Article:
How 2019 designs were maximised for extreme Monza
As Monza is the only circuit that really requires Formula 1 cars to find every last bit of speed thanks to its many straights, the designers face a one-off challenge at the Italian Grand Prix every year. Here's what they came up with in 2019
A Formula 1 throttle pedal gets its biggest workout of the year at Monza and, for three-quarters of every 3.6-mile lap, each driver pushes theirs to its limits. To borrow parlance from a driver's lexicon, each straight must be 'maximised' to tempt the speedometer to tick over one more digit before the brake pedal is similarly abused into the corners.
Each year at the Italian Grand Prix, a single extra Newton of drag is about as unwelcome as an ant at a picnic, and hence all the cars are trimmed out as much as they possibly can be to service each team's desire to have the slipperiest car of all. But at the same time, they actually need to have sufficient grip to navigate three Variantes, two Lesmos and a Parabolica without having to tip-toe around them.
Fernando Alonso and Kimi Raikkonen's clash in Austin has thrust the debate about rights and wrongs of wheel-to-wheel combat firmly into the public spotlight, prompting complaints about the Formula 1 rules process. But what can the FIA do to prevent the issue resurfacing?
Supremacy in the McLaren vs Ferrari fight over third place in the constructors’ championship has ebbed and flowed between the two teams so far in the 2021 Formula 1 season. But for several key reasons, right now it seems the advantage has swung decisively back to the Scuderia and McLaren knows it.
Vel’s Parnelli Jones Racing was briefly one of the biggest names on the US motorsports scene, but its ambition outstripped its resources. STUART CODLING relates the story of a Formula 1 campaign cut off in its prime
As the 2021 Formula 1 title battle winds towards its climax, the United States GP added another thrilling act in the Lewis Hamilton-Max Verstappen battle. Although Hamilton aced the start, Verstappen and Red Bull took the initiative with strategy and were richly rewarded, despite Mercedes' best efforts as the race went down to the wire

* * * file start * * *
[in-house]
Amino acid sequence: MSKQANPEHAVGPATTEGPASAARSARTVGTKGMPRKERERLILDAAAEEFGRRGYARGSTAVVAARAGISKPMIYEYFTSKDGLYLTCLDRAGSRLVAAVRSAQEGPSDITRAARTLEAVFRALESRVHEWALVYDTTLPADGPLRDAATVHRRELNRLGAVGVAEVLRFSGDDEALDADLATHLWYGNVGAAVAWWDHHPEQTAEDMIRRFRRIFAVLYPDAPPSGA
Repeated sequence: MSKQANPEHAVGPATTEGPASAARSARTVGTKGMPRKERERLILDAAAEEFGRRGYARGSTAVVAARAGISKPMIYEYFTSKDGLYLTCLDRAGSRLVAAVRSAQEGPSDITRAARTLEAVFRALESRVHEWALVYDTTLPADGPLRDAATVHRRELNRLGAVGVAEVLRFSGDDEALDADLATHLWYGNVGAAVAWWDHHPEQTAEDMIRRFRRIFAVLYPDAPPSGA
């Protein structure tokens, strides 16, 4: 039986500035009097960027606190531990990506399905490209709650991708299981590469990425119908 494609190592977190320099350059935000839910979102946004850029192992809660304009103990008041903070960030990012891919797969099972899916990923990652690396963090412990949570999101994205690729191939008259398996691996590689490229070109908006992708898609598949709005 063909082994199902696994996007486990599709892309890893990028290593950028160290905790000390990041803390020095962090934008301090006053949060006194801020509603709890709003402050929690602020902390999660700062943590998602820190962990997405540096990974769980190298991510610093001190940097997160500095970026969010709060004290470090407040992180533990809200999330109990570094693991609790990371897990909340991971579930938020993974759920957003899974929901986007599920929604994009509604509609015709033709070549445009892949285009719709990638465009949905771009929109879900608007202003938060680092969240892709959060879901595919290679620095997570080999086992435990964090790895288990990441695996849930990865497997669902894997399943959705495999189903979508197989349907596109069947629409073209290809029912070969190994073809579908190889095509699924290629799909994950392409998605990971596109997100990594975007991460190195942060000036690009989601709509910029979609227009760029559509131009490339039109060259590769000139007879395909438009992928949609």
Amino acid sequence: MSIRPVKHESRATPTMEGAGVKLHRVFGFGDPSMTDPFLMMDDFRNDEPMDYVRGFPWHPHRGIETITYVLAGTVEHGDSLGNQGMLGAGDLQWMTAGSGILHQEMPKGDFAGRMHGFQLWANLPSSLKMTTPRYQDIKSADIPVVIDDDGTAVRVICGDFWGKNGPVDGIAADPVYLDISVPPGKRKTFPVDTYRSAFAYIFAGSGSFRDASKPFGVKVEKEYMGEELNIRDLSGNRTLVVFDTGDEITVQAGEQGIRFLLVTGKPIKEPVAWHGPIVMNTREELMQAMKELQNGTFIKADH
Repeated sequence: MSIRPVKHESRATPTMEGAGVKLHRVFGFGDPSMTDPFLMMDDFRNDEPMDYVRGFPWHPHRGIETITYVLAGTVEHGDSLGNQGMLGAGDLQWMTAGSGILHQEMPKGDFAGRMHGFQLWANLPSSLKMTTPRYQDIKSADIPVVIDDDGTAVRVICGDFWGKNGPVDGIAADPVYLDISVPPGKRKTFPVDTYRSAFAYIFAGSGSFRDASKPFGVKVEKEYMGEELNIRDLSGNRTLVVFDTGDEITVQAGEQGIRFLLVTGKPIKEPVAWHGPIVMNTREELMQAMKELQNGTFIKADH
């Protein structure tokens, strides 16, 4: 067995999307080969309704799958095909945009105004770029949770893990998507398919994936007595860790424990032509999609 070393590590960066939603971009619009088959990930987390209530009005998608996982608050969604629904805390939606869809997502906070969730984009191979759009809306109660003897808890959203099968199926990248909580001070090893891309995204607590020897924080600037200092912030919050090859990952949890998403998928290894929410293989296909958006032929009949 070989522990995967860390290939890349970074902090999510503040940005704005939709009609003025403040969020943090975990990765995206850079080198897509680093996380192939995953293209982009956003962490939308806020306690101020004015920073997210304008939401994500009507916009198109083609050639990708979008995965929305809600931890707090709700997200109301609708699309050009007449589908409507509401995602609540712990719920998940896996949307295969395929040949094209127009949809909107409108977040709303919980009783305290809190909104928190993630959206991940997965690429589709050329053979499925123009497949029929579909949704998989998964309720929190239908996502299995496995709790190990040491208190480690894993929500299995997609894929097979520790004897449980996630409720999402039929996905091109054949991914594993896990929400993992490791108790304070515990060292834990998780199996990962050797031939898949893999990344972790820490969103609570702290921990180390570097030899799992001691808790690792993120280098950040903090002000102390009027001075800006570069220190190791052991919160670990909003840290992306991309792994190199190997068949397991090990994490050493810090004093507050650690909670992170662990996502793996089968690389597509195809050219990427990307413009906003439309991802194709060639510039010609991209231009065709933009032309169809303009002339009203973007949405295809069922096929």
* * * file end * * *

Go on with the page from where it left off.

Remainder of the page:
On a baking hot afternoon at the returning Circuit of the Americas, Formula 1 drivers were tested to their limits. As the pressure on the title contending squads reaches an ever-greater level of intensity, the foremost challengers again showed their class, but were outshone by a standout drive from the upper midfield
Three years on from Kimi Raikkonen's last Grand Prix victory at Austin, he is now six races away from ending the longest Formula 1 career in history. His friend and former Ice1 Racing rally team PR man ANTHONY PEACOCK explains why there’s nobody quite like the 2007 world champion and why F1 will miss him (but he won’t miss it)
It's 50 years since Jo Siffert was killed in his prime at Brands Hatch. The Swiss scored just two world championship wins in a Formula 1 career spent largely with privateer teams, but showed on numerous occasions in single-seaters and in sportscars with Porsche that he could beat any of the best drivers of his era given the right equipment
As Red Bull and Honda go all-out for victory in the Japanese engine manufacturer’s last season of its latest Formula 1 dalliance, Max Verstappen finds himself thrust into a compelling title fight with Lewis Hamilton. He told OLEG KARPOV about his evolution into a world championship contender and why Red Bull's no compromise ethos suits him down to the ground
The heroic win that showed Leclerc's ruthless edge
How Alfa Romeo F1 rules error added to Raikkonen's "sh**" Italian GP